2020 Asia IP Awards: And the winners are...31 January 2021
In a truly unprecedented year for all, which IP fi...
31 March 2021
Foreign investment money is flowing into Indonesia, and there is no end in sight.
The Indonesia Investment Coordinating Board – also known by its Indonesian acronym, BKPM – says that despite the outbreak of Covid-19, investment in the country increased to Rp210.7 trillion (US$14.4 billion) in the first quarter of 2020. That’s equivalent to an 8.0 percent increase over the same period in 2019, the BKPM happily points out.
Singapore is pouring the most money into Indonesia, accounting for US$2.7 billion of the first quarter FDI total, followed by China (US$1.3 billion, after ranking first in the fourth quarter of 2019), Hong Kong (US$1.1 billion), Japan (US$600 million) and Malaysia (US$500 million). The BKPM says that transportation, warehousing and telecommunications leads the way for FDI, followed by categories including equipment; utilities; housing, industrial estates and office buildings; and food crops, plantations and livestock.
Lawyers at Herbert Smith Freehills and Indonesian firm Hiswara Bunjamin & Tandjung, writing in a blog on the HSF Notes website, note that the country’s legislature opened a number of sectors to foreign investment on March 4, 2021.
“The New Investment List on its face significantly reduced the number of sectors that are wholly closed to any form of investment (foreign or local) and those that are either totally closed or partially open to foreign equity investment,” the firm said. “This is in line with Indonesian government efforts to encourage more foreign direct investment in Indonesia to create jobs and counteract the impact of the Covid-19 pandemic.”
The firm notes that sectors including telecommunications, media and technology (TMT) are included in the liberalization.
Growing investment in Indonesia will naturally lead to an increased interest in – and scrutiny of – the country’s intellectual property regime and practice. With this in mind, we turned to IP professionals in the region in order to understand better what clients need today. Asia IP asked a large number of professionals – mostly in-house counsel and corporate legal managers – what they were looking for from their legal service providers. From their answers, we have compiled our list of 50 Indonesia IP Experts, those lawyers who understand just what their clients need and are able to provide them with the best practical advice.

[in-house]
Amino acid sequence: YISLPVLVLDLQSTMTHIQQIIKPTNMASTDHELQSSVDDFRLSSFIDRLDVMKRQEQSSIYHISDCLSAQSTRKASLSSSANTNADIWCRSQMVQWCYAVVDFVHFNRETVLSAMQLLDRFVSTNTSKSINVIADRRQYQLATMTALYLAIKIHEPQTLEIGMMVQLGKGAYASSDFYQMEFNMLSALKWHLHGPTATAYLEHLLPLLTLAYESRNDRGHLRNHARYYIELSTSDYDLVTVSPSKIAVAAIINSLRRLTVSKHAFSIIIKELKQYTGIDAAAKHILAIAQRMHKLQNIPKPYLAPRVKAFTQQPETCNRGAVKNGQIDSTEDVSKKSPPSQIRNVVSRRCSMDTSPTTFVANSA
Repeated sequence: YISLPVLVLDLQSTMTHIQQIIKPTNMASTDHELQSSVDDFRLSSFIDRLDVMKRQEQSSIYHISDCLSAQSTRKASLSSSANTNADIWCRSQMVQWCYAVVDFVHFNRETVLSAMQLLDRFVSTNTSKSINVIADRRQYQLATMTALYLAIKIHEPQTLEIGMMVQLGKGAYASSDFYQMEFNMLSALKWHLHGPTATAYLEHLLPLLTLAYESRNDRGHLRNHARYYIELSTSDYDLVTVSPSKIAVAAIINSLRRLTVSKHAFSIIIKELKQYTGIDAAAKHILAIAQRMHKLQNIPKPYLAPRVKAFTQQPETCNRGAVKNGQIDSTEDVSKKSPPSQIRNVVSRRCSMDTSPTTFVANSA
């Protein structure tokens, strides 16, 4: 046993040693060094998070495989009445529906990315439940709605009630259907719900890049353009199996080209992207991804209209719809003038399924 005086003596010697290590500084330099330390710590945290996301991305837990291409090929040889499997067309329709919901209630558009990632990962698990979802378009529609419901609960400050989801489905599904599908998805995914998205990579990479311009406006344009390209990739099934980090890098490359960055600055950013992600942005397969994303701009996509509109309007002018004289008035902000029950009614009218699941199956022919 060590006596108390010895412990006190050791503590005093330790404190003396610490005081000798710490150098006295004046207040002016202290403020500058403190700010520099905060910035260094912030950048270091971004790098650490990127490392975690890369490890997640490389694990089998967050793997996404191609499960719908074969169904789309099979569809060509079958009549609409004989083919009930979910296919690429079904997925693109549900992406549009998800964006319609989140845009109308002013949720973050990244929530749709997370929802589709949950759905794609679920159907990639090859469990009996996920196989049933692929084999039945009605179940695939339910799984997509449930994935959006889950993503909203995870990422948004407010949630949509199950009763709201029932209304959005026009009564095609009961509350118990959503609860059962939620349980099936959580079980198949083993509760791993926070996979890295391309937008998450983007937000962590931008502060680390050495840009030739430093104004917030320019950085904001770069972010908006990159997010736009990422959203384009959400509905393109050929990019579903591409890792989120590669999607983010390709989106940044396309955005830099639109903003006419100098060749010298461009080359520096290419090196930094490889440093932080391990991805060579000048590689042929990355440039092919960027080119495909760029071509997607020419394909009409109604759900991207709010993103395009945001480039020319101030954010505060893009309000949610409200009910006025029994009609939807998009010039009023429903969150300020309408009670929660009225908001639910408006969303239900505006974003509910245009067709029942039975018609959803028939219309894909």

Today’s clients are looking for more than just a degree from a top-notch university and a couple of decades of practice. In order to be an outstanding provider of intellectual property advice, a lawyer must also be capable of understanding how intellectual property impacts the rest of his client’s business, and be able to provide practical, real-world, business-savvy advice. She must be able to provide sound advice on the current law, but also needs to be able to understand coming trends which are likely to impact her client’s business.
Unlike days past when she might have played just a bit role, today’s IP Expert is every bit a full-fledged team member.
There’s no group of dominant practices dominating our list in Indonesia, demonstrating the breadth and relative strength of the top tiers of law firms in the country. Rouse, which works in Indonesia in association with Suryomurcito & Co., placed six different lawyers on the list, but no other firm had more than three lawyers listed (AMR Partnership, Assegaf Hamzah & Partners, Biro Oktroi Roosseno and SKC Law).
An astonishing 28 different firms employ members of our list of 50 lawyers, many of them placing two each (Am Badar & Partners, HHP Law Firm, Inter Patent Office, Januar Jahja & Partners, K&K Advocates, Lubis Santosa & Maramis, Makarim & Taira S, Pacific Patent Multibglobal and Tilleke & Gibbins).
Most of the lawyers named to our list have multiple practice specialties. Many of them are litigators, while others concentrate on prosecution work or provide strategic advice.
All of them have something in common: they are experts in their fields and, in one way or another, they provide extra value for their clients. They are Asia IP’s Indonesia’s IP Experts.
Indonesia’s IP Experts is based solely on independent editorial research conducted by Asia IP. As part of this project, we turned to thousands of in-house counsel in Indonesia, Asia and elsewhere and around the world, as well as Indonesia-focused partners at international law firms, and asked them to nominate private-practice lawyers including foreign legal consultants, advisers and counsel.
The final list reflects the nominations received combined with the input of editorial team at Asia IP, which has more than 40 years of collective experience in researching and understanding Indonesia’s legal market.
All private practice intellectual property lawyers in Indonesia were eligible for inclusion in the nominations process; there were no fees or any other requirements for inclusion in the process.
The names of our 50 IP Experts are published here. Each IP Expert was given the opportunity to include their biography and contact details in print and on our website, for which a fee was charged.
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